The moment the tourist uttered the words, a security guard standing nearby honed in on the man, striding towards him and yelled, “Hey dutty bwoy. You caan be up here. A weh you a go round de people dem nice place? Nobody no wah tourist fee see people like oonu roun here. Oonu a gi Jamaican people bad name. Me tired a oonu a mash up de image a Montego Bay. You betta leave before me do suppen bout it.” 

The man remained quiet, holding two plastic bags and leaning against the wall. He turned to watch the sun setting along the horizon in the distance. The vibrant colors painted the sky in a breathtaking display, as if nature itself had taken up an artist’s brush to create a masterpiece of warm oranges, deep purples, and soft pinks. The man took a deep breath while listening to the waves gently crashing against the shore. Sweet smell of the ocean filled the air. Joining him were people who stopped to take pictures and enjoyed the sights.

As the sun fades, the air revealed a calmness, with the gentle breeze rustling the leaves on nearby trees. Conversations buzzed softly among people strolling along the sidewalk, their faces adorned with relaxed expressions. The moment’s serenity shattered abruptly as a sharp cry tore through the air, capturing everyone’s attention. Heads turned, eyes widening with curiosity as they witnessed the scene unfolding.

Being frustrated by the man not complying with his orders, the security guard lunged at him, tightly gripping his shirt collar and forcibly dragged him. Their clashing strides created a chaotic commotion. The man’s cries shattered the stillness, echoing through the vicinity, which was getting ready for the evening’s activities. Desperate to break free, he thrashed his arms and legs, striking out with wild abandon.

Yet the security guard maintained an unwavering grip despite the man’s fierce resistance.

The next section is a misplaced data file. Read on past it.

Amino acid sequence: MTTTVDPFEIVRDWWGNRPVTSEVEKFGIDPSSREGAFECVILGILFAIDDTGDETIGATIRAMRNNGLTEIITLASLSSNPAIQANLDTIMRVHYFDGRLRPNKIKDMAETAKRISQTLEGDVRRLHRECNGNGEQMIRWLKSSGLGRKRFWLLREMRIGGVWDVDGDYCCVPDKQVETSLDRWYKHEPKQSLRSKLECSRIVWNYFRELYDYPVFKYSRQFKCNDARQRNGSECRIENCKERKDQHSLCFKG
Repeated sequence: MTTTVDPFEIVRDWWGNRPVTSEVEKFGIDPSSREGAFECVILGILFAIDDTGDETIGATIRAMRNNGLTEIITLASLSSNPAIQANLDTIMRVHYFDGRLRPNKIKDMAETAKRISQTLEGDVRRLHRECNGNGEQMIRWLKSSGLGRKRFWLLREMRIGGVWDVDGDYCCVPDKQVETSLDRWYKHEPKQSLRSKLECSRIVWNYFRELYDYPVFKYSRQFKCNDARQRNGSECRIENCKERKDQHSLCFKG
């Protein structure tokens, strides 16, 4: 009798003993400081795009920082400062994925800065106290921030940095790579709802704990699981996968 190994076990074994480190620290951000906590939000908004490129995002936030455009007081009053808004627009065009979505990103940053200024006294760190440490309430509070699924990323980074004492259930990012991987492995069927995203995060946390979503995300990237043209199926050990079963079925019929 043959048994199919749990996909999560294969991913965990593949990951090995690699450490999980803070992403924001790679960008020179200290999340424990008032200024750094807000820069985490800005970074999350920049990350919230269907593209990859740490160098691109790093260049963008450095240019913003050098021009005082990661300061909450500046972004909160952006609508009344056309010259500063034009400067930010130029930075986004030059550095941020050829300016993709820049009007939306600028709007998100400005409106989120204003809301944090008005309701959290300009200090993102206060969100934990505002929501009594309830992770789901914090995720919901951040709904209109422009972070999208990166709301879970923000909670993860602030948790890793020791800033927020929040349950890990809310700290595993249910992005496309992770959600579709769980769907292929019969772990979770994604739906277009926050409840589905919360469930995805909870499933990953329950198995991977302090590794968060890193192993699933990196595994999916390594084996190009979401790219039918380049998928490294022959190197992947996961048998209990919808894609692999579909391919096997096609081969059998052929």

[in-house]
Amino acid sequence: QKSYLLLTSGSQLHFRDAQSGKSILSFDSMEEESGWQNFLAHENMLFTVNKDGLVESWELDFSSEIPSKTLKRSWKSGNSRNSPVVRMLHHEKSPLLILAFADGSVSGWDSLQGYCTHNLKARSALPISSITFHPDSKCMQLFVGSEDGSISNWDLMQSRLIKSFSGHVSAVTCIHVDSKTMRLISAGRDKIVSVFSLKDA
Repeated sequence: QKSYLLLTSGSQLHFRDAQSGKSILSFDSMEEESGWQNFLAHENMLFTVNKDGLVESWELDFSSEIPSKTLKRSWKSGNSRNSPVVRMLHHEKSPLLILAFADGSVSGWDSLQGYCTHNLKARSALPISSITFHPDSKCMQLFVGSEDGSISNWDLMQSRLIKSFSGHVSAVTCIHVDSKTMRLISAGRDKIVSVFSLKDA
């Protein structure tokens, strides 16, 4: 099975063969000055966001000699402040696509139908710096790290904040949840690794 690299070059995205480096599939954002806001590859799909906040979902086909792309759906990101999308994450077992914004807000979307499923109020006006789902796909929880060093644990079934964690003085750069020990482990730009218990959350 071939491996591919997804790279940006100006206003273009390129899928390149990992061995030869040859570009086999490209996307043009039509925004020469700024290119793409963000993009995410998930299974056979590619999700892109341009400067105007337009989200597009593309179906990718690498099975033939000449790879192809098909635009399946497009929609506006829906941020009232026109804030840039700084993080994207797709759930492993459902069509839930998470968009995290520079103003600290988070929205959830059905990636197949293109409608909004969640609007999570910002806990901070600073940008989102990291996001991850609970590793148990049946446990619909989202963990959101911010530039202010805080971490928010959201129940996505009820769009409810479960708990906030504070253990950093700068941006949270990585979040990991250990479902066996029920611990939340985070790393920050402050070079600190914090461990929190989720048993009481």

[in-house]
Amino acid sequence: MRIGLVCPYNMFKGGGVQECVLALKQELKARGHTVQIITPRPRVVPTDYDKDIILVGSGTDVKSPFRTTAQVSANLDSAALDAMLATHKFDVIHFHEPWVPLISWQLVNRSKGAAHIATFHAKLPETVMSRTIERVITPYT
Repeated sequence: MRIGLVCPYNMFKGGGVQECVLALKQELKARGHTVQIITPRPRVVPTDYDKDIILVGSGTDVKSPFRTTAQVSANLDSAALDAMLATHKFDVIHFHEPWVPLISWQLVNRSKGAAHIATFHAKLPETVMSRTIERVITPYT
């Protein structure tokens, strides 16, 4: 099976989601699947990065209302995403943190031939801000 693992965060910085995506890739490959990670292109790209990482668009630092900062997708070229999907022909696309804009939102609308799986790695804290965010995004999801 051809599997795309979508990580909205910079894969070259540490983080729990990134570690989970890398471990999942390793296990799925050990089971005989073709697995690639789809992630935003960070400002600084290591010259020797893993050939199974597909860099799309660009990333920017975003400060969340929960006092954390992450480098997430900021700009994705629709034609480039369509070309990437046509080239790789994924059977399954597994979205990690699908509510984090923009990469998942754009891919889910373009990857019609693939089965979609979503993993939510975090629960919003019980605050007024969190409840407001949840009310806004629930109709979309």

“Do bossy, no hurt me. Do please leggo haffi me. Me neva do you nutten. Just let me go, sah. Please,” he pleaded for leniency, yet the guard disregarded his pleas. Resolute to expel him from the tourist zone, the man’s struggles unmoved the guard.

Finally, the guard dragged him to the bottom of the street and away from the tourist area. He released his grip, and the homeless man collapsed onto the pavement, exhausted and in pain. He looked up at the guard with a look of fear and despair. The guard had no response. He just scoffed and walked away, leaving the man scratched and bruised on the ground. People on the street were stunned by what they had witnessed. Some yelled at the guard, but he just kept walking.

Slowly getting to his feet, his body shaking from the pain and humiliation, the man limped along the sidewalk, struggling to move without wincing in pain. People he passed turned their nose at him while others crossed the street to avoid running into him. As he walked on, his eyes fixed on something in the distance. 

“Tank you, Jesus. All me haffi do is just mek it.”

He gazed upon the small, humble church nestled amid the bustling, brightly lit storefronts in the city center. He felt a strange pull towards it, as if it were calling out to him. Following the strange pull, he moved with as much haste as possible. The closer he got, the stronger the strange pull became. His hands were still clutching tightly onto his shirt and pants, falling off, and his head bowed in reverence. Ignoring the stares and jeers of those around him, he made his way to the sanctuary.